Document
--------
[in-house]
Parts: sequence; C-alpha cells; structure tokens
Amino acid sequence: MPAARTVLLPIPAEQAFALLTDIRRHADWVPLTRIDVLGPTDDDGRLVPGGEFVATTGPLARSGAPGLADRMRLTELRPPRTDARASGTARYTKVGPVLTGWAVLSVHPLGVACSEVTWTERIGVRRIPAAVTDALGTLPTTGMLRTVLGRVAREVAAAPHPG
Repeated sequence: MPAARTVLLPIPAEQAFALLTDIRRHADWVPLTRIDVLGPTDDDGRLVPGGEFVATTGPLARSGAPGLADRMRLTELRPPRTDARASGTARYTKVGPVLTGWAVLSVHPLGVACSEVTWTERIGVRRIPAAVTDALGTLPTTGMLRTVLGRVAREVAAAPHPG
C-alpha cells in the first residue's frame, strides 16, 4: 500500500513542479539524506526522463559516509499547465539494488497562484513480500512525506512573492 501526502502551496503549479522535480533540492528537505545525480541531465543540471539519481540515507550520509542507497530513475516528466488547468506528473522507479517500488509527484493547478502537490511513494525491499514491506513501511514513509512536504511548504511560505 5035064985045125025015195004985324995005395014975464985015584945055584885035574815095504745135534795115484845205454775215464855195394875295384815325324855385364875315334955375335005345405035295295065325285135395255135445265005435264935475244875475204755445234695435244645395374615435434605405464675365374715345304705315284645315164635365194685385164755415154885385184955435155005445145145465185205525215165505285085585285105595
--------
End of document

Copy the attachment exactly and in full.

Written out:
[in-house]
Parts: sequence; C-alpha cells; structure tokens
Amino acid sequence: MPAARTVLLPIPAEQAFALLTDIRRHADWVPLTRIDVLGPTDDDGRLVPGGEFVATTGPLARSGAPGLADRMRLTELRPPRTDARASGTARYTKVGPVLTGWAVLSVHPLGVACSEVTWTERIGVRRIPAAVTDALGTLPTTGMLRTVLGRVAREVAAAPHPG
Repeated sequence: MPAARTVLLPIPAEQAFALLTDIRRHADWVPLTRIDVLGPTDDDGRLVPGGEFVATTGPLARSGAPGLADRMRLTELRPPRTDARASGTARYTKVGPVLTGWAVLSVHPLGVACSEVTWTERIGVRRIPAAVTDALGTLPTTGMLRTVLGRVAREVAAAPHPG
C-alpha cells in the first residue's frame, strides 16, 4: 500500500513542479539524506526522463559516509499547465539494488497562484513480500512525506512573492 501526502502551496503549479522535480533540492528537505545525480541531465543540471539519481540515507550520509542507497530513475516528466488547468506528473522507479517500488509527484493547478502537490511513494525491499514491506513501511514513509512536504511548504511560505 5035064985045125025015195004985324995005395014975464985015584945055584885035574815095504745135534795115484845205454775215464855195394875295384815325324855385364875315334955375335005345405035295295065325285135395255135445265005435264935475244875475204755445234695435244645395374615435434605405464675365374715345304705315284645315164635365194685385164755415154885385184955435155005445145145465185205525215165505285085585285105595